Have had quite a few IMs and emails on what has been discussed in the forum lately eg. scenarios, different players play patterns, why they shouldn't do this, should do that etc. I thought about it pretty deeply and i don't only feel, i know the playing standard on HW within those top players is nothing less than remarkable. Hell i don't want them all to play the same, how damn boring. As you know i watch a huge amount when my time permits and are gobsmacked with some of the plays, they are quite brilliant. They play the percentages perfectly, they might not work one day but they do it all again the next day and it pays off handsomely in the end. I have watched the best players on the planet in many many countries and believe me, Hardwood have more than their share of the best. Who cares if they are rubbished by certain people, at the end of the day, year in and year out, they are still at the top, and they do it honestly. It is so infuriating to see players putting in their profiles how the top ranked players cheat. Just keep it up guys, you are great to watch. :) :)

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Re: The G with some Basics.

Post by Dust In The Wind » Tue Mar 03, 2009 11:03 am

I agree, 99% of the high rated players do not do it by cheating, some because if they are not that good they can't maintain it against real players. Yes there are a few and really don't know why they do it, it serves no purpose. I have always considered Euchre a game of chances and if your not taking chances your not winning as many as you could because the percentages are there. Odds are odds but gut sometimes tells you what to do, call it the opts. facial expressions LOL, I don't know but it's like you just got to and the gut knows....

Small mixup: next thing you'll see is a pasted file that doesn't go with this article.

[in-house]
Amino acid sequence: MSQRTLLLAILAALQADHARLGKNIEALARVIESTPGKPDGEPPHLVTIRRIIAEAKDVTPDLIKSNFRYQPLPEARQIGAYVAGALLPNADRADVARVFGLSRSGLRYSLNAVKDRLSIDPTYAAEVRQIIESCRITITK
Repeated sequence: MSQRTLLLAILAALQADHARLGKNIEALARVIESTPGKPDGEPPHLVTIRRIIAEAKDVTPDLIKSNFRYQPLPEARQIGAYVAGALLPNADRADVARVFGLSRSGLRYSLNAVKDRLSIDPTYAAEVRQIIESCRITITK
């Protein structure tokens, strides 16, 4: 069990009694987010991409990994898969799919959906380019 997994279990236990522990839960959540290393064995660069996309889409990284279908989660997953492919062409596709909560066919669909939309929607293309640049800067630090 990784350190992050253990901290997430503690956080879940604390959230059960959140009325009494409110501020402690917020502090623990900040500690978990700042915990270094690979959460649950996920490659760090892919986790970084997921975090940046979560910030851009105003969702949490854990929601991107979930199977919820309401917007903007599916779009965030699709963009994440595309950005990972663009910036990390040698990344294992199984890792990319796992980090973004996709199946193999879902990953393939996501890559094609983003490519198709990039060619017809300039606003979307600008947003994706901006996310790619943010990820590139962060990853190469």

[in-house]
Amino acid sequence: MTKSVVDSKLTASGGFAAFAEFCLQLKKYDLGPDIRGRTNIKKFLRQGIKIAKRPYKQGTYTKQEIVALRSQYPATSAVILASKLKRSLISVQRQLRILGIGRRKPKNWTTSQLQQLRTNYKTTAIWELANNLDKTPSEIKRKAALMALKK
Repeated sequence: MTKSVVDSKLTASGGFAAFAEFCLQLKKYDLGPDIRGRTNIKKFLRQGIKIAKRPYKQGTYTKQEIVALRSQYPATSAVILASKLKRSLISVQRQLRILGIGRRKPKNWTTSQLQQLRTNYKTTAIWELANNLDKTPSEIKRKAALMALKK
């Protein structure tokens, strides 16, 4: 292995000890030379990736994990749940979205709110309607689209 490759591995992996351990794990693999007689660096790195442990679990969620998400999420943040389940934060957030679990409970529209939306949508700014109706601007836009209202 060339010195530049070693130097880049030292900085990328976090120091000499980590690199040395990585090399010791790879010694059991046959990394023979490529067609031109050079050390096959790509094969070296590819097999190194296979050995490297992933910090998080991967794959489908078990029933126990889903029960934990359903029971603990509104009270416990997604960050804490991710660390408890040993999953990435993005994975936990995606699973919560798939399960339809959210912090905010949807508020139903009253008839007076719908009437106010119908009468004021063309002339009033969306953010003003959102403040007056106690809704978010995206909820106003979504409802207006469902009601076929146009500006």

Man I got to get back to finding some time to play euchre again... MOVE OVER OGRE COMING BACK!!!

JUST DUST
TO BE OR NOT TO BE..... NOW WHAT KIND OF QUESTION IS THAT??? TO BE OF COURSE!!!!!

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Re: The G with some Basics.

Post by Wharfie » Mon Mar 23, 2009 10:49 pm

I happened to be watching some 2150 games last night. Now i am no great chop as a player, but one of the top players on the site, possibly the top player on the site, jumped out of the game half way through after his P was trying to tell him what to do, more than once. All i can say is the player that was preaching made so many mistakes it wasnt funny. Please help me out here people, why would a top player be telling another top player how to play a hand out, all these guys are great players. The player preaching obviously hasnt ever heard of the "next" call because he seemed to want to cross everytime when the deal was turned down, left his P hanging out to dry often. i don't understand why players cross in the 1st seat when they have nothing, or very very little, is it because they are scared the dealer is bagging, at that level i mean, help me here, because i just don't get it. He hardly succeeded at all. wharfman.